In Acts 11 we see three types of subject matter that need to be communicated by God’s servants.
11:20 preaching euaggelízō to announce good news, “evangelize”. This is to unbelievers. They really just need to hear the gospel. Until they grasp that nothing else really matters very much.
11:23 encouraging parakaléō to call alongside, exhort, admonish Related to parakletos, a title used of both Jesus and the Holy Spirit. (See John 14:16, 15:26, 16:7 and 1 John 2:1) This is especially to new believers. They need to go beyond the gospel itself and hear about commitment to Christ, growth and perseverance – so that they don’t see trials and fall away. More mature believers also still need this from time to time because, let’s face it, we get discouraged and need motivation.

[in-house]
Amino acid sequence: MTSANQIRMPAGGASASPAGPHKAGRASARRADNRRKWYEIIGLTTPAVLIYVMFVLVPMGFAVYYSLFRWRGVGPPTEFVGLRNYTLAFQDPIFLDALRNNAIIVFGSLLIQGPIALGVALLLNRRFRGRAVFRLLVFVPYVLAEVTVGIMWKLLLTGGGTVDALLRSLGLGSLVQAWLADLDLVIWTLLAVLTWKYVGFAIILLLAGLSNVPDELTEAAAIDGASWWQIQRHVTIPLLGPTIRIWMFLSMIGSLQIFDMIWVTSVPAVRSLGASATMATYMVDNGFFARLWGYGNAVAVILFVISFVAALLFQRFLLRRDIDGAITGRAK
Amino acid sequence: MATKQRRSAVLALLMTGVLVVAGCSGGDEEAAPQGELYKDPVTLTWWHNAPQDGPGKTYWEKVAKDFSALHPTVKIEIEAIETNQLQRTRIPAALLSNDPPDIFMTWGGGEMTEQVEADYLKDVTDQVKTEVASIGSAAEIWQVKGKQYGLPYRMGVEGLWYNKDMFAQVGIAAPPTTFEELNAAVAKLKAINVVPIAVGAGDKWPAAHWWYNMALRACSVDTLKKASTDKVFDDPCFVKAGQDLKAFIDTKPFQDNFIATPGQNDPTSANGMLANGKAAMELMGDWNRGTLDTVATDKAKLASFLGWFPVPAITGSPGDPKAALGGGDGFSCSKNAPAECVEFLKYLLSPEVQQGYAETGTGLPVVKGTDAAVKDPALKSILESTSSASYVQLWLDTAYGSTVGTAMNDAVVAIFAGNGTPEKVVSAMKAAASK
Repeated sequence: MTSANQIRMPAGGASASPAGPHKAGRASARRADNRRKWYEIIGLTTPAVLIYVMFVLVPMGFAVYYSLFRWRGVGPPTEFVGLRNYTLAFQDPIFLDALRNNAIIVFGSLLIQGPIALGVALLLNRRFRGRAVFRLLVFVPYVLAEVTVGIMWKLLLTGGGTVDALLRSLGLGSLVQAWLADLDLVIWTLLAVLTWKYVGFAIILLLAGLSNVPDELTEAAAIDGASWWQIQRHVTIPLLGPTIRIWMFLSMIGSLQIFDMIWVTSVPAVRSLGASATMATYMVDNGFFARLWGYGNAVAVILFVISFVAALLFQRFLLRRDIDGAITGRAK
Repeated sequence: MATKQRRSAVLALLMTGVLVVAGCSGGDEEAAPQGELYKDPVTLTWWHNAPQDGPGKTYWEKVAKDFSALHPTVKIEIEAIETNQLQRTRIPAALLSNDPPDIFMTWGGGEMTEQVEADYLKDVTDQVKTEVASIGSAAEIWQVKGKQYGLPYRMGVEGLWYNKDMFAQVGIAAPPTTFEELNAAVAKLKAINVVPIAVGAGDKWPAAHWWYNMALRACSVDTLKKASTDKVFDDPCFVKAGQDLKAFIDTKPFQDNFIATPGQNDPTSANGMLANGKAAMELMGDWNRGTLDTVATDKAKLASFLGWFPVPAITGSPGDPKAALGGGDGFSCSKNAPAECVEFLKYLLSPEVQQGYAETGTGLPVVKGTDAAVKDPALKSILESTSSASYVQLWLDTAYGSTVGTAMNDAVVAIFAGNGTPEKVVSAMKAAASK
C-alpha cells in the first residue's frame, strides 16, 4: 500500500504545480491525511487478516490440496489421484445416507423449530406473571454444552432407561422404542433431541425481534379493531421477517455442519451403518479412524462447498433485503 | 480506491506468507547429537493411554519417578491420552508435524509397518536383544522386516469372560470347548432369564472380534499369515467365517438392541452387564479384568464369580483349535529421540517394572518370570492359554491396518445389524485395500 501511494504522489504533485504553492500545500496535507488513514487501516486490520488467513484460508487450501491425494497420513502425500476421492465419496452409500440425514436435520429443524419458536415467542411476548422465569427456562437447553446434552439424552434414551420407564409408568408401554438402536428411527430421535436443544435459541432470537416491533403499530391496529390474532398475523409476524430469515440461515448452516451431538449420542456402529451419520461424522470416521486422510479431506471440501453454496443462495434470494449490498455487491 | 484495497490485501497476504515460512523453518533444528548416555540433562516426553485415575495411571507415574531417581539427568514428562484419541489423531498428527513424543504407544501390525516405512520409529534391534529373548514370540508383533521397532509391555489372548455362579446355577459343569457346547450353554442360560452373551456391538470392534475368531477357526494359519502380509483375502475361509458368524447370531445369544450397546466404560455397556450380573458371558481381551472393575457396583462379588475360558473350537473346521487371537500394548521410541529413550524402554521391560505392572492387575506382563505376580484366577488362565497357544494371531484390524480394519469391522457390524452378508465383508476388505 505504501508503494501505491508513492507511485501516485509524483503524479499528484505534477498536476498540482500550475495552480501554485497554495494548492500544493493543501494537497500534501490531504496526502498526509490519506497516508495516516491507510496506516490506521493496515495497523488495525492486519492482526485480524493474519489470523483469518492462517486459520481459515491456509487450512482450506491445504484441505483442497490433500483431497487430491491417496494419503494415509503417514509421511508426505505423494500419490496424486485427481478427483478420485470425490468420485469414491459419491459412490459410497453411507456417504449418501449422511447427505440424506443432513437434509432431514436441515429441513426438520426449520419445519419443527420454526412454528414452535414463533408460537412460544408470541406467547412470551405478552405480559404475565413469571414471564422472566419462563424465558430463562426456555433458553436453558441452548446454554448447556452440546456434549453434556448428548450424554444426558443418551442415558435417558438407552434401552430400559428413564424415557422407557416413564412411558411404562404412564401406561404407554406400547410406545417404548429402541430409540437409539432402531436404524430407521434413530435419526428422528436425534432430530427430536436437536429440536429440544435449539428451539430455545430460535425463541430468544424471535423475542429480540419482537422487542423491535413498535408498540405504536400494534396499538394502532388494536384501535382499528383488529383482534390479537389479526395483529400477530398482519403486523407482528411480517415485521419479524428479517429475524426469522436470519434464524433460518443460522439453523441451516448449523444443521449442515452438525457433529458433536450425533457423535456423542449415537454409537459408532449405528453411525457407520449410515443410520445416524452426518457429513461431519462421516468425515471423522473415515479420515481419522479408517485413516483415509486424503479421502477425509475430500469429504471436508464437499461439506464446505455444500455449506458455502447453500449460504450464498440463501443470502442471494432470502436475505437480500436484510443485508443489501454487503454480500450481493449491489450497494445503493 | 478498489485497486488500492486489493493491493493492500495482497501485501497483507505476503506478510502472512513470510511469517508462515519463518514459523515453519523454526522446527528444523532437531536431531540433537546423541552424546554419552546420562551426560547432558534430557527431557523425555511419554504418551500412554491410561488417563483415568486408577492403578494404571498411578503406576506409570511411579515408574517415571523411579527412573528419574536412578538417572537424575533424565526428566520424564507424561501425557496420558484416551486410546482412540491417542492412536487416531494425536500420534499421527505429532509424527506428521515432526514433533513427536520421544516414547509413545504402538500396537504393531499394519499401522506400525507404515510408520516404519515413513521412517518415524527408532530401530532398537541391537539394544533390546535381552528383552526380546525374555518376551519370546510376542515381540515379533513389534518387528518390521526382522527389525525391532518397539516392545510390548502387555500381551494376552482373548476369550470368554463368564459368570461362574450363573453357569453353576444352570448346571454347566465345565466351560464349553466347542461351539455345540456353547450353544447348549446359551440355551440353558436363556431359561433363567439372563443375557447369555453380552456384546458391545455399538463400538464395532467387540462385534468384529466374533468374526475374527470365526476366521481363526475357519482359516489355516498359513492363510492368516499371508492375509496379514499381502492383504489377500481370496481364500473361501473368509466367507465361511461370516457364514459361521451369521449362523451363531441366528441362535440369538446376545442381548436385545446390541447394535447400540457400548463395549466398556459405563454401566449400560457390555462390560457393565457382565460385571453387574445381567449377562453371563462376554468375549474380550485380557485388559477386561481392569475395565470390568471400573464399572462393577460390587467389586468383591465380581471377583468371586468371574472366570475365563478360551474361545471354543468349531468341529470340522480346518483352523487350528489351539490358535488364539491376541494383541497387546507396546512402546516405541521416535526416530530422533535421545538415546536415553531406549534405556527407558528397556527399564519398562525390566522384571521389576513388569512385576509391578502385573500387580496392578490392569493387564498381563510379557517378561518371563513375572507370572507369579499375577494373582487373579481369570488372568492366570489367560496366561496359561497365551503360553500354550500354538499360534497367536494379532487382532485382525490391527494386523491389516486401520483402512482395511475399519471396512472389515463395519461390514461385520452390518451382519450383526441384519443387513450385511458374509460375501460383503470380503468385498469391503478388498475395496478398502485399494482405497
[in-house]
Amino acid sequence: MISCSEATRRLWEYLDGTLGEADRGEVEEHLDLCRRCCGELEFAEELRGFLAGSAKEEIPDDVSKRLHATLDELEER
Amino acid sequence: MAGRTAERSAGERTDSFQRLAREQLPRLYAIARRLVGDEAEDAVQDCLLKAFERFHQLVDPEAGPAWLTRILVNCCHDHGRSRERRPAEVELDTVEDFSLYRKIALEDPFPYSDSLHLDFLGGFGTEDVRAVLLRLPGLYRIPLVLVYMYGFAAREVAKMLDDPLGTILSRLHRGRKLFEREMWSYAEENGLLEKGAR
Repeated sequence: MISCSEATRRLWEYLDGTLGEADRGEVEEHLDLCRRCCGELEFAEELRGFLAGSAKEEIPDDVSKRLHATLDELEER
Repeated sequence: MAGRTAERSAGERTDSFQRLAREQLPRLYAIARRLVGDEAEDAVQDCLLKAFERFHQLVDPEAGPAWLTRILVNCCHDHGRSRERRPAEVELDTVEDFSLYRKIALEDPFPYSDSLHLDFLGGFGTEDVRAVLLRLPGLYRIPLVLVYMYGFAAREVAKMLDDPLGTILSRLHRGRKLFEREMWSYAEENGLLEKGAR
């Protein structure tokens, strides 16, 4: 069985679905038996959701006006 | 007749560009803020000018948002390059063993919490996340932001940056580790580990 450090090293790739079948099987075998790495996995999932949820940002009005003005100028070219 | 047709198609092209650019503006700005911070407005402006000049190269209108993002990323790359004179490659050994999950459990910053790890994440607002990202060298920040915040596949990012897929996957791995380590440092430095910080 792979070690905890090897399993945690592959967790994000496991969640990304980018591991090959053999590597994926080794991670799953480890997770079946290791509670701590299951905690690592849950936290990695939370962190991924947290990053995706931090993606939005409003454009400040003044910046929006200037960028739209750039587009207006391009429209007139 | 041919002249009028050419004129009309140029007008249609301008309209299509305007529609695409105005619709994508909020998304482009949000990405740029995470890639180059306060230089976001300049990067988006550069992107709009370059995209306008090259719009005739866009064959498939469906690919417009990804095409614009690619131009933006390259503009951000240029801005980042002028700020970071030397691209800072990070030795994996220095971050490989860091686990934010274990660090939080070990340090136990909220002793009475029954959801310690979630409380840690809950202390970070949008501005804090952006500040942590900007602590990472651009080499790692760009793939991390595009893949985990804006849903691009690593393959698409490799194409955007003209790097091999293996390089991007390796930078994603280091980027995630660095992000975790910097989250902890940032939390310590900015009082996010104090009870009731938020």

11:26 teaching didáskō (like “didactic”) to impart instruction, explain or expound a thing, instill doctrine. This is educating Christians about God and the Christian life, communicating all that God has revealed to us – from A to Z, Alpha to Omega, the whole Bible from Genesis to Revelation, the Contents to the Maps. Teaching nourishes and matures a church. It is sorely needed in the church today. Many Christians are ignorant of the Scriptures and are therefore weak in their faith (Romans 10:17). We their pastors need to feed it to them.